It's pretty good. Still in beta so it's still fairly thin in features, but what's there is good - I particularly like the ability to roll back patches.

    They need to fix the friends list. Currently you can only add friends who have made some sort of post on the forums or something that will show their avatar. You can't add people by email or username right now, which is just plain stupid.

    I've only used it to pre-download The Witcher 3. I suppose if I get another big game from GoG I'll use Galaxy

    I've got Galaxy installed. It won't let me pre-download witcher 3. Its still wanting me to download it manually in several files.

    GOG isn’t being shy about distinguishing itself from Steam. In the past, when you bought a PC game, you had a copy on your local machine that you could install as many times as you wanted, on as many machines as you wanted, forever.

    I remember those days! Back then, there was this DRM service called Currency. Back then, games were exchanged using Currency and if everything was the right amount and was authenticated I got a copy of the game in good faith that I would adhere to the EULA in the box.

    Never could understand why that system was shut down. It had its faults but it still got the job done.

    Jokes aside, I'm liking where Galaxy is going. As well as being optional, even the features of the client are options.

    Though I will admit, even for a beta there are some headaches. I've tried both the Win and Mac version (I don't pick a platform like console diehards nor PC pseudo-elitists) and the Mac version seems half baked by comparison.

    For one, I keep the games on an external Thunderbolt drive, and I have to run the import command to remind the client where the games are.

    Last edited 13/05/15 3:05 pm

    Well, I have (and powerfully resent) Origin for ME3 and their semi-regular free oldschool games. Kind of frustrated by their attempt to form a social system, though.

    GoG's got the right idea here, the one that Google either didn't or couldn't tackle with Facebook. Social networks? It's not enough to be better, it's also got to drag all your friends along. Because the network IS your contacts. There's no point to moving if not everyone does.

    Integration with Steam friends? Smart.

      Yeah, I wouldn't use Origin if I didn't have to for Mass Effect, Dragon Age and any modern Sim* game (SimCity, The Sims, etc). Fortunately Cities Skylines removes the need for SimCity at least.

    I'm going to use GoG Galaxy for as much as I possibly can going forwards. Sadly they don't tend to get many big new releases, but I hope this is going to change soon. I really appreciate the lack of DRM.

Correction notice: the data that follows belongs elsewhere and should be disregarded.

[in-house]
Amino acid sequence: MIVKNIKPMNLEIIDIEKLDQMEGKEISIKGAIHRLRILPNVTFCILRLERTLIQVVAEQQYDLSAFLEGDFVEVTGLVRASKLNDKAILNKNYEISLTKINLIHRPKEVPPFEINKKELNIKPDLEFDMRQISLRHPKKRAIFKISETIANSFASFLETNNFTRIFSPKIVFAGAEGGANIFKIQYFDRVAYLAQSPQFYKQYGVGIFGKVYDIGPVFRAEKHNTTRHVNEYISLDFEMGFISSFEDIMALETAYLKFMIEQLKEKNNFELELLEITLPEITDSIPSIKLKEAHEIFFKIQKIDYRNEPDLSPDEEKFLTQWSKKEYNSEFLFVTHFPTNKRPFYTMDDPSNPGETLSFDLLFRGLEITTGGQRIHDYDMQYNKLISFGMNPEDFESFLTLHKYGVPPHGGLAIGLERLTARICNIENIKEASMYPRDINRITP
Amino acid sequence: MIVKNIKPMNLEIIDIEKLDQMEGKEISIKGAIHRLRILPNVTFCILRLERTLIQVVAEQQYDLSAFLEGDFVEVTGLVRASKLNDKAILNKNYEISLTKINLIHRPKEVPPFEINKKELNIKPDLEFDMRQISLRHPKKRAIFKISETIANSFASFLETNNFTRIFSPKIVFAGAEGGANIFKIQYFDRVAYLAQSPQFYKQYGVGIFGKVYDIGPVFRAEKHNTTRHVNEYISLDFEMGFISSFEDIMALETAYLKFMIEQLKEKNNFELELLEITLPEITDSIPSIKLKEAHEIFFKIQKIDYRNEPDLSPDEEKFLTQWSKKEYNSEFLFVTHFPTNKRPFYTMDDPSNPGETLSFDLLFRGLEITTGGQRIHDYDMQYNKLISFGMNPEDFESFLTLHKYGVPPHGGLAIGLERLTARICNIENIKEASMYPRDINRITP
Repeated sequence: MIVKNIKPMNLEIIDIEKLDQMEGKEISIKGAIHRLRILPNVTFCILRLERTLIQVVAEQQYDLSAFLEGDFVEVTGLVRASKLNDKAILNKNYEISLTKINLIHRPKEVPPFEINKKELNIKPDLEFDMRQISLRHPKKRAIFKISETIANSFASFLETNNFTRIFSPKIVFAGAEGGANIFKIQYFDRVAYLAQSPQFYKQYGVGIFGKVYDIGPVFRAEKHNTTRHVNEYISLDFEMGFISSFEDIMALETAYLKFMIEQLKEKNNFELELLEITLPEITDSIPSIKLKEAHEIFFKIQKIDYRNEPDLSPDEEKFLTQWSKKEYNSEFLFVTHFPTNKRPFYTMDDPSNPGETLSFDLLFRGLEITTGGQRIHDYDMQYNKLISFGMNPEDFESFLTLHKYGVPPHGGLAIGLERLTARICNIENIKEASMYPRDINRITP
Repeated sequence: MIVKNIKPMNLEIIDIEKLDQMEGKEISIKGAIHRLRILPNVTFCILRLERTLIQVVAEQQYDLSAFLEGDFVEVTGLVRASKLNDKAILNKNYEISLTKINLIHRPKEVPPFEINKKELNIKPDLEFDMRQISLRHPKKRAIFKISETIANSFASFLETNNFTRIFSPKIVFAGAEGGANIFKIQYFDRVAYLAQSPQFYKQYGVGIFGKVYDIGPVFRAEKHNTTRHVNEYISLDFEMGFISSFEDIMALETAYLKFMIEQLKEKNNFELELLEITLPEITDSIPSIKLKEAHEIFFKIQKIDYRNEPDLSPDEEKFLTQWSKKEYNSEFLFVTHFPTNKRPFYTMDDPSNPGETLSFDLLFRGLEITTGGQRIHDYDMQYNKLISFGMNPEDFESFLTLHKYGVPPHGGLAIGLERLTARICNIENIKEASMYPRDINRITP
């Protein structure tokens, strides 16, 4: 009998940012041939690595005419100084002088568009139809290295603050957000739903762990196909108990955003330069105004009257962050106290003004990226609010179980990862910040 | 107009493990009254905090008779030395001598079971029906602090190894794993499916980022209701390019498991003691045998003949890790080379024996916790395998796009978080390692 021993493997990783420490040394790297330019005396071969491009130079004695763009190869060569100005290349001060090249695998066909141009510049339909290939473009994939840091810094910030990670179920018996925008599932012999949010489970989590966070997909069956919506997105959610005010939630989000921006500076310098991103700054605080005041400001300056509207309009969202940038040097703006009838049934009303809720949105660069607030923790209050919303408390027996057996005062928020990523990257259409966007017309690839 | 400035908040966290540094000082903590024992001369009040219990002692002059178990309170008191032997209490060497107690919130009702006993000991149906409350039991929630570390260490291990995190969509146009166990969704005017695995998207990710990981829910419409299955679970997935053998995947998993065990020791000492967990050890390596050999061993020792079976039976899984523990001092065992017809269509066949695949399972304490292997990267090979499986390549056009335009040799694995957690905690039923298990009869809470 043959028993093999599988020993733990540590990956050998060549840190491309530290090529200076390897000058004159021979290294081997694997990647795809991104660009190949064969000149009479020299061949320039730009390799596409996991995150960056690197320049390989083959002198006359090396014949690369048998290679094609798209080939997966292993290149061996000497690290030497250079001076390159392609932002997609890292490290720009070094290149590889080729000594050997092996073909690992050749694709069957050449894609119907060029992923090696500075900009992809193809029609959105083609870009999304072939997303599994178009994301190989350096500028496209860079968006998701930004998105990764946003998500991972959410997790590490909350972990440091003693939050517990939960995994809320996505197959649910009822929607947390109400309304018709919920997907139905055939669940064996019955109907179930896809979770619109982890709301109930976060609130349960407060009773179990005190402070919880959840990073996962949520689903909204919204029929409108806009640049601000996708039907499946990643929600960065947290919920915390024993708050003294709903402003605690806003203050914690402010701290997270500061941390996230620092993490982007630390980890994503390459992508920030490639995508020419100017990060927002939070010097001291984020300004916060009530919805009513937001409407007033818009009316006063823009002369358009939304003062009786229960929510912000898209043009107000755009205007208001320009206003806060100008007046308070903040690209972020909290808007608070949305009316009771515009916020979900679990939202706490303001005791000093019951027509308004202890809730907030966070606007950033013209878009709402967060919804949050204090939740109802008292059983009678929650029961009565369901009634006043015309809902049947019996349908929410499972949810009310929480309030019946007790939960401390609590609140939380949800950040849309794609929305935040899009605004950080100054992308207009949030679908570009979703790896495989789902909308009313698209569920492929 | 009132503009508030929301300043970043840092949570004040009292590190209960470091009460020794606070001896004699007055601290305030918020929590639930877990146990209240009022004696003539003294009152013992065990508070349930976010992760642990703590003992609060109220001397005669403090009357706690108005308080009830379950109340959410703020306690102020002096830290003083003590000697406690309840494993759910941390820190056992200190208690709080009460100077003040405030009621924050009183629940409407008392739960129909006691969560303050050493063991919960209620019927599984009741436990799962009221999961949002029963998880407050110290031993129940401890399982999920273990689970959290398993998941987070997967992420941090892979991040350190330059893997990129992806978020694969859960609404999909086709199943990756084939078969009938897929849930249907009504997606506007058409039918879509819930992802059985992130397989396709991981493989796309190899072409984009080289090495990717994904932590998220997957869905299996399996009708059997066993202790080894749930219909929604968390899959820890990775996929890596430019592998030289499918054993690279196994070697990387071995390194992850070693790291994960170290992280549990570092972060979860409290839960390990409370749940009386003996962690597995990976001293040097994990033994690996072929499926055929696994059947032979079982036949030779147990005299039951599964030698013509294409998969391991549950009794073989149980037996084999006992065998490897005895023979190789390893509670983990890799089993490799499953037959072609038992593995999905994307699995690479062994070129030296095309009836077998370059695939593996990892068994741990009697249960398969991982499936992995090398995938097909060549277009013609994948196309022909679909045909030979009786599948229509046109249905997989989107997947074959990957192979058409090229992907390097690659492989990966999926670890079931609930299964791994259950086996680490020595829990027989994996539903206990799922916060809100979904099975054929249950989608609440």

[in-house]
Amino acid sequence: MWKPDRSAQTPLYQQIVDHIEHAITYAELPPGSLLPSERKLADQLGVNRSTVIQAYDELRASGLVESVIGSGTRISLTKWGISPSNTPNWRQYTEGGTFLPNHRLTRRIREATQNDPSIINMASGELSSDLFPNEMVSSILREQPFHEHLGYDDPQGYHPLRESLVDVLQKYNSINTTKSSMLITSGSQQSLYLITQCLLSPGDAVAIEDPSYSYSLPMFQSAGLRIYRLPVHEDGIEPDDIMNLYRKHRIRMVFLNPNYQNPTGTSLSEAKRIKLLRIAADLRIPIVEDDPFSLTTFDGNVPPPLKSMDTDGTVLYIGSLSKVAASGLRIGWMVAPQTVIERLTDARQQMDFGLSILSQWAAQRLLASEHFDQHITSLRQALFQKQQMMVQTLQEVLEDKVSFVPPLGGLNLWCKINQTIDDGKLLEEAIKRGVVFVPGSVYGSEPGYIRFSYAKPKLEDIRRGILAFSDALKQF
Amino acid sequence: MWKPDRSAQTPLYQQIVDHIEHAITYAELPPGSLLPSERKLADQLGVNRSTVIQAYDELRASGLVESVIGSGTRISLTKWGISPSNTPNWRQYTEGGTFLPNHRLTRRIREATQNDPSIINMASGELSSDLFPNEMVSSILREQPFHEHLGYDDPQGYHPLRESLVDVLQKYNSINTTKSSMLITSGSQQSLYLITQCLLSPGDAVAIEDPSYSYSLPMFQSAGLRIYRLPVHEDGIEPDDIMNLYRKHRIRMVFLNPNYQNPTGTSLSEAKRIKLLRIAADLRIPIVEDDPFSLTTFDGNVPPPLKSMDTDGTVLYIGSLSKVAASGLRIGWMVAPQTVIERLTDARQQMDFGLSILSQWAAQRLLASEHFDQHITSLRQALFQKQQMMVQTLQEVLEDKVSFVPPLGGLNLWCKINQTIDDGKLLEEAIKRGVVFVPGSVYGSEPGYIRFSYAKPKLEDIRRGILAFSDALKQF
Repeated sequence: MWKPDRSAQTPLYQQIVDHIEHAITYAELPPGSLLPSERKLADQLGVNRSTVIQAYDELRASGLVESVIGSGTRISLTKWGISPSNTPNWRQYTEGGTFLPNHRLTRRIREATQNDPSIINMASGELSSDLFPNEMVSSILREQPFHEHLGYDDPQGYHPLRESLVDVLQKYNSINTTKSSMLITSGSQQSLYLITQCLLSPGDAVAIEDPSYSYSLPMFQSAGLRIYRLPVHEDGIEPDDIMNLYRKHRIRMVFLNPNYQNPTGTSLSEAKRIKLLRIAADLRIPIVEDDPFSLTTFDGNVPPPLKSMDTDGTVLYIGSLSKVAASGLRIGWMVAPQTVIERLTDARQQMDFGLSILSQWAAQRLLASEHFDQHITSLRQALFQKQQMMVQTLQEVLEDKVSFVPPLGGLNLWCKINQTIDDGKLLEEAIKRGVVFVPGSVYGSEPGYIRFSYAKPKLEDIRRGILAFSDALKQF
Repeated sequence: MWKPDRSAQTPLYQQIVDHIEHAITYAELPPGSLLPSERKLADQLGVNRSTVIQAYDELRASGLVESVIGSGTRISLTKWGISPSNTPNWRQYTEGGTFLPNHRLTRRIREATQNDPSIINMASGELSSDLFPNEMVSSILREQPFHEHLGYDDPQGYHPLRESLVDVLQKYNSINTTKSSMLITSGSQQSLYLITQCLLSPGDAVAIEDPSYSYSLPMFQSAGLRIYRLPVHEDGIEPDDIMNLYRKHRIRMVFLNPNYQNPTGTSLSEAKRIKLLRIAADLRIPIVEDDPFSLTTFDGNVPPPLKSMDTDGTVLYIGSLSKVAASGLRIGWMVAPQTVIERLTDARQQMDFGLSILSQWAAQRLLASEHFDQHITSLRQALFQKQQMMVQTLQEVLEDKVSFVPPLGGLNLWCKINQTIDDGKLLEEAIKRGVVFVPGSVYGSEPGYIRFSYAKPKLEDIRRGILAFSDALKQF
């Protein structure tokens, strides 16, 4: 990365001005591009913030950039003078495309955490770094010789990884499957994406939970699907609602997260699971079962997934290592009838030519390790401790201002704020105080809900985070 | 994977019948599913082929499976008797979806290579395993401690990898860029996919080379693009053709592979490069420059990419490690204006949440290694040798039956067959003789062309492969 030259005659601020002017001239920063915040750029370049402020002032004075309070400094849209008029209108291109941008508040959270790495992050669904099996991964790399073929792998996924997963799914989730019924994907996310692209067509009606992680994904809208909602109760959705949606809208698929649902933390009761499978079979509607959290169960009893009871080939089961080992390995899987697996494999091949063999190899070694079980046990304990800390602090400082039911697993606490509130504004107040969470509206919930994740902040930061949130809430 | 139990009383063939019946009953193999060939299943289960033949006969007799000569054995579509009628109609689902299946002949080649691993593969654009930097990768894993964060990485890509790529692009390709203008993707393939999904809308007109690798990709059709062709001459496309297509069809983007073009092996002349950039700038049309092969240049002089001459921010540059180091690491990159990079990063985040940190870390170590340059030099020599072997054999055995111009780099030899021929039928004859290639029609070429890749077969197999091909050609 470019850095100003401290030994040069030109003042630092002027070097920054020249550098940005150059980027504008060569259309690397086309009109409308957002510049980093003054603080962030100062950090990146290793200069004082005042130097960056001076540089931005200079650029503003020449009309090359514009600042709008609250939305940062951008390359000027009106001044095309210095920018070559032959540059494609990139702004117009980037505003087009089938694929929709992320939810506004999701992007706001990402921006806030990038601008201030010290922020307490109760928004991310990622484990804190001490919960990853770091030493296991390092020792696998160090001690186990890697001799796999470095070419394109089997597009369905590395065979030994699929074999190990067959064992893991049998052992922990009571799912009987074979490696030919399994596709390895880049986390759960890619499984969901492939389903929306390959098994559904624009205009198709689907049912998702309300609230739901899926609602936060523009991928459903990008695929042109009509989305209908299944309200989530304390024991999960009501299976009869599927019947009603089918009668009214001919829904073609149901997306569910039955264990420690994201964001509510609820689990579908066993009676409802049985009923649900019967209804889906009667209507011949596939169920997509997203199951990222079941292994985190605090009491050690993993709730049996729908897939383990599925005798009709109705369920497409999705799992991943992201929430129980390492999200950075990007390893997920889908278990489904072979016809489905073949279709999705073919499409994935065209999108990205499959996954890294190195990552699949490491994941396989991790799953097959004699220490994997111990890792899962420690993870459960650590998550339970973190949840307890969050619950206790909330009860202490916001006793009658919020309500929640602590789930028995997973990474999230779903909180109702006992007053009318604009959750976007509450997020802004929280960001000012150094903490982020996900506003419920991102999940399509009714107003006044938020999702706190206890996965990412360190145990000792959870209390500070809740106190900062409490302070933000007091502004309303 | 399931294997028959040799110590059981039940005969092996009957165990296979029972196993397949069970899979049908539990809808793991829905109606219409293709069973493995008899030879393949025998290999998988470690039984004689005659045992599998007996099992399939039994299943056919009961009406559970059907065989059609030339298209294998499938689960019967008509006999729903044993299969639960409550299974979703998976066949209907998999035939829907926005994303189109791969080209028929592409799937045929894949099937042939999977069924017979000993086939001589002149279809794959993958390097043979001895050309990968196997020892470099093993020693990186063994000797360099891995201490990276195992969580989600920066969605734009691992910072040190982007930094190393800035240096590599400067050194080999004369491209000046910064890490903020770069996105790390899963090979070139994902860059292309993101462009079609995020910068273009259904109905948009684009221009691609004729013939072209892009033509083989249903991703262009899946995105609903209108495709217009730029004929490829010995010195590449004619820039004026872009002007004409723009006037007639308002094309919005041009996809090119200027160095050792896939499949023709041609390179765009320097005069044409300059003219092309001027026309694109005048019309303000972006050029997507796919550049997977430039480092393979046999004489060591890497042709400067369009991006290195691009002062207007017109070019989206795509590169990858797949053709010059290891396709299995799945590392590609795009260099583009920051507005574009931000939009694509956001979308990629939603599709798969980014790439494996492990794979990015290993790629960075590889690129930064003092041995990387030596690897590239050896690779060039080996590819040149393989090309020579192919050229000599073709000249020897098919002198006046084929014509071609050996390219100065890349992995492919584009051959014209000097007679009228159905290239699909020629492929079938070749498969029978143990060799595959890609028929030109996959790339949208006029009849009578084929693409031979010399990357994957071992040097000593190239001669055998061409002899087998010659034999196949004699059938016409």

Some other notes:
    -Charges Australians in AUD not USD.
    -(big one) If you pay more for a game than it costs in the US, the difference is credited to your account. So if I buy Witcher 3 from GoG Galaxy, there's still Australia Tax, but I get $11 of store credit (enough for many great old games) which really softens the blow.

    Last edited 13/05/15 3:32 pm

      I love this idea. Just looking through a few old games I can spend my $11 on.

    if you use GOG to buy or download a game, and your friend uses Steam, you can play with each other online
    Am I missing something here? I've been able to do that with every game I've tried, from both sides of the fence.

    Happen to forget Origin? The worlds biggest publisher is behind it and they do a lot of good things as well. I wouldn't say they're in Steam's arena, but they have a solid platform. And their "On the House" program has already gifted me a few cool games.

      EA hasn't been the biggest publisher for a few years now. Microsoft, Sony and Nintendo all trump it currently thanks to current generation consoles, as does Activision Blizzard. On the House is nice, GOG does something similar too.

      What I dislike about Origin is that it doesn't aim to create a social hub/platform to unify PC gamers.
      It does the opposite in fact. Imagine if every publisher decided to make their own version of this.

      They only allow their games on origin, and don't sell them elsewhere. It's a step backwards in my opinion.

      Steam is currently the closest service for PC gamers that is similar to say xbox live or PSN. It's not quite there yet, but they're trying and they've come a long way.

    Everything is in Australian Dollars. Hooray!

    WOW, looks like they've already added Hockey F U australia tax on. On other sites, The Witcher 3: Wild Hunt Pre-Order GOG Key - $43 AUD

      Thats not the ausTax thats the Australian distributor forcing them to sell it at that price.

      Still they know it is bullshit and give you voucher to buy a few other games "on the house" to make up for it

      What site is that? The cheapest one I can see (DLGamer) sells for US$43 (A$53).

      Australian retail price is $90, discounted to $72 if you own the other Witcher games and you get $11 credit with GOG from their fair price package, so you're effectively only paying $61, which seems pretty reasonable for a AAA title direct from the developer.